LDI Senior Fellow Florence Momplaisir was the speaker at the third annual Penn Medicine Division of General Internal Medicine J. Sanford “Sandy” Schwartz Memorial Grand Rounds. (Photos: Hoag Levins)

Despite evidence that diversity, equity, and inclusion (DEI) policies and programs improve the quality of health care delivery, a 2023 U.S. Supreme Court (SCOTUS) ruling that struck down race-conscious college admissions has spawned a rapidly widening anti-DEI political movement that is particularly threatening to the health care workforce. That’s according to Florence Momplaisir, MD, MSHP, Assistant Professor of Infectious Diseases (ID) at the University of Pennsylvania Perelman School of Medicine and Director of Implementation Science Core at the Penn Center for AIDS Research (CFAR).

Florence Momplaisir, MD

Momplaisir, an LDI Senior Fellow, made the remarks as featured speaker at the May 23 third Annual Memorial Grand Rounds for one of the Perelman School’s most esteemed faculty members, J. Sanford “Sandy” Schwartz, MD. Organized by the Penn Medicine Division of General Internal Medicine (DGIM) the event honors the Professor of Medicine and Health Care Management, and former LDI Executive Director (1989-1998) who died in 2021. He was famed for his mentoring of generations of Penn health services research students, one of whom was Florence Momplaisir.

Momplaisir’s talk was made even more poignant by the fact that she herself came through an academic health-care oriented DEI program and then went on to become the Vice Chair for DEI in the Department of Infectious Diseases at the Perelman School of Medicine.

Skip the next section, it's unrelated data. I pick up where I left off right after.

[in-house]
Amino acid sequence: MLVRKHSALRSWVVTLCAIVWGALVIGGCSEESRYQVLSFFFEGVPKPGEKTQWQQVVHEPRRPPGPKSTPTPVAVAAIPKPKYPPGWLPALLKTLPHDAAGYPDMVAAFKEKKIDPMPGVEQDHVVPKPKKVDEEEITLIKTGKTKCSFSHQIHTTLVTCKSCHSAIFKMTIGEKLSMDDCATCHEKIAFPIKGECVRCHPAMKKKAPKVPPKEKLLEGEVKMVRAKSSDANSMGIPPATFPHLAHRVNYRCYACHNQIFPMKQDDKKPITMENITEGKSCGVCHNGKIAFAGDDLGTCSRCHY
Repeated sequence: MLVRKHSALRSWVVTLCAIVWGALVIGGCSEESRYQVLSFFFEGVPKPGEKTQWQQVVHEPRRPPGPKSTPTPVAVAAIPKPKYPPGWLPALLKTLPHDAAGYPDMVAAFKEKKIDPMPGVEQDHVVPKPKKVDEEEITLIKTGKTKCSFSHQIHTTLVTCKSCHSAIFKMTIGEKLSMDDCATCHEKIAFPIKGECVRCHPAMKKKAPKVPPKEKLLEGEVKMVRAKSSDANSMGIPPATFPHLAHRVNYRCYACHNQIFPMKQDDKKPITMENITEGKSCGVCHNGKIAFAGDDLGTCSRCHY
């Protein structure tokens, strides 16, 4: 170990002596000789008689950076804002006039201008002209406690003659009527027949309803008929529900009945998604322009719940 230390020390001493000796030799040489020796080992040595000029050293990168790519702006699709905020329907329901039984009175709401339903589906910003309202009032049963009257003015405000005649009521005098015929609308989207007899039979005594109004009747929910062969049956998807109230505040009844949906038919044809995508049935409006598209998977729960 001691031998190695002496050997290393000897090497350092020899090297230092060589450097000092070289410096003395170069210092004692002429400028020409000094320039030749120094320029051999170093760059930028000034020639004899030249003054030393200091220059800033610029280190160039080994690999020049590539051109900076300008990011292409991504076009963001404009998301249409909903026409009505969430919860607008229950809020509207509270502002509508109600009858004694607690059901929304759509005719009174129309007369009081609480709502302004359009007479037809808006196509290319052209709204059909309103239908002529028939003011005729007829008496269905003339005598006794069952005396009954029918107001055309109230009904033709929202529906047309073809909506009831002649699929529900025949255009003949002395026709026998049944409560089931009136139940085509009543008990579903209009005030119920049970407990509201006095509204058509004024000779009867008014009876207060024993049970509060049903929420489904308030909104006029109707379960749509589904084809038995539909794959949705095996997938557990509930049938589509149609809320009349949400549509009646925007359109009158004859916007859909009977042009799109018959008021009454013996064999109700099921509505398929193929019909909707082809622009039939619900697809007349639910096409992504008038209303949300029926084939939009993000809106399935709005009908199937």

Felt Like an Imposter

“I am not a product of Ivy League education, so I felt very much an imposter when I came to Penn,” said the Haiti-born Momplaisir. “Sandy Schwartz created a space for me in places where I didn’t really feel that I belonged.”

Judith Long, MD, Chief of General Internal Medicine, hosted the Schwartz event.

Along with his mentorship, Schwartz also introduced her to the Harold Amos Medical Faculty Development Program (AMFDP), a DEI initiative that mentors and supports young medical professionals from underrepresented minorities in career development.

“If Sandy had not introduced me to the AMFDP program I wouldn’t be here today,” said Momplaisir.

Against this context, Momplaisir’s presentation looked back at the 2023 Students for Fair Admissions (SFFA) v. Harvard and SFFA v. University of North Carolina (UNC) SCOTUS ruling and its accelerating impact across the country as a growing number of states pass laws to defund public schools’ DEI offices and officers and remove diversity statements from hiring practices.

Shifting Socio-Political Climate

“The results of past DEI programming are clearly visible here at Penn as well as across the country. However, we need to address the elephant in the room which is the shifting socio-political climate when it comes to DEI,” said Momplaisir.

“It’s important to acknowledge that sometimes policies are driven by sentiment rather than data,” said Momplaisir. “What this Supreme Court ruling has done is swing the pendulum away from four years ago when the murder of George Floyd set off a national wave of racial awakening as institutions and individuals responded publicly with renewed commitments to DEI. Although the SCOTUS ruling was tailored to undergraduate admissions, it has wide implications beyond undergraduate admissions, including medical training and other aspects of the medical workforce.”

Momplaisir displayed a map showing that nine states have enacted DEI legal bans, 16 other state legislatures have introduced similar anti-DEI bills, and two more states are expected to introduce anti-DEI bills soon.